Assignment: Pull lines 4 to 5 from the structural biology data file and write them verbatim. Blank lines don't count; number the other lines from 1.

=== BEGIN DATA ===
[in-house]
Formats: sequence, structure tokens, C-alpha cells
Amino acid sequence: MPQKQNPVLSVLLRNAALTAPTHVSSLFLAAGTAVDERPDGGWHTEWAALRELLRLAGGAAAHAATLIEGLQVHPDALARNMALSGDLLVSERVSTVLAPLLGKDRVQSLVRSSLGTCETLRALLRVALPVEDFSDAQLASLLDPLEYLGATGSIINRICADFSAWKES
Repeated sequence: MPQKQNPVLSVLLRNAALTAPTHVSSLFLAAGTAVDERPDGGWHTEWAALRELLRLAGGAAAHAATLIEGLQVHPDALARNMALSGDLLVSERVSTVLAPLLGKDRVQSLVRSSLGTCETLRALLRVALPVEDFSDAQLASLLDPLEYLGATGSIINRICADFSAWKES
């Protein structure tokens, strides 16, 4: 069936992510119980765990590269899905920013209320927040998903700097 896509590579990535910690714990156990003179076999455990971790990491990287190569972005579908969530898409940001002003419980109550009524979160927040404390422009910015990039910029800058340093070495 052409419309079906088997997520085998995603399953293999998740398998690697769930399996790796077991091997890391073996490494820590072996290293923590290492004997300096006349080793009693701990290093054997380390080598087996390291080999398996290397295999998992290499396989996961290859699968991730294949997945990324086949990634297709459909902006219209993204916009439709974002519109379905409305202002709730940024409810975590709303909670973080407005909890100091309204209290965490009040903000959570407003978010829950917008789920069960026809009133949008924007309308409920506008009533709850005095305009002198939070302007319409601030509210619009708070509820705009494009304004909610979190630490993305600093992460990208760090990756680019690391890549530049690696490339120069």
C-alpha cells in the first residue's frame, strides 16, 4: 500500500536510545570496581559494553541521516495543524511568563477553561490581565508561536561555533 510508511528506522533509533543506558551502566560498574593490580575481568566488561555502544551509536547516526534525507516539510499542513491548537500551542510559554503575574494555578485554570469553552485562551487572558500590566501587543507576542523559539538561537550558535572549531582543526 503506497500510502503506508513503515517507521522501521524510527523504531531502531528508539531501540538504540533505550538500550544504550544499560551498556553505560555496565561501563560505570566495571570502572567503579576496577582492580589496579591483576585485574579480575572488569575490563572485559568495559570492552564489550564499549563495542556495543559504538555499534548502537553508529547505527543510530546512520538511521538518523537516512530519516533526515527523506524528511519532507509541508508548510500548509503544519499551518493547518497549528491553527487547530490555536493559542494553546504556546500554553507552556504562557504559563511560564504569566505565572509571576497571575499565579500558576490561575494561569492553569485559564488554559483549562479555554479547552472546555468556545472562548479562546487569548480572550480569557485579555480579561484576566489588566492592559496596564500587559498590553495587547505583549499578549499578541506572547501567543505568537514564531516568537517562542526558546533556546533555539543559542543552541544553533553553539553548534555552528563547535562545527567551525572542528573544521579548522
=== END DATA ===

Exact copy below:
Repeated sequence: MPQKQNPVLSVLLRNAALTAPTHVSSLFLAAGTAVDERPDGGWHTEWAALRELLRLAGGAAAHAATLIEGLQVHPDALARNMALSGDLLVSERVSTVLAPLLGKDRVQSLVRSSLGTCETLRALLRVALPVEDFSDAQLASLLDPLEYLGATGSIINRICADFSAWKES
């Protein structure tokens, strides 16, 4: 069936992510119980765990590269899905920013209320927040998903700097 896509590579990535910690714990156990003179076999455990971790990491990287190569972005579908969530898409940001002003419980109550009524979160927040404390422009910015990039910029800058340093070495 052409419309079906088997997520085998995603399953293999998740398998690697769930399996790796077991091997890391073996490494820590072996290293923590290492004997300096006349080793009693701990290093054997380390080598087996390291080999398996290397295999998992290499396989996961290859699968991730294949997945990324086949990634297709459909902006219209993204916009439709974002519109379905409305202002709730940024409810975590709303909670973080407005909890100091309204209290965490009040903000959570407003978010829950917008789920069960026809009133949008924007309308409920506008009533709850005095305009002198939070302007319409601030509210619009708070509820705009494009304004909610979190630490993305600093992460990208760090990756680019690391890549530049690696490339120069």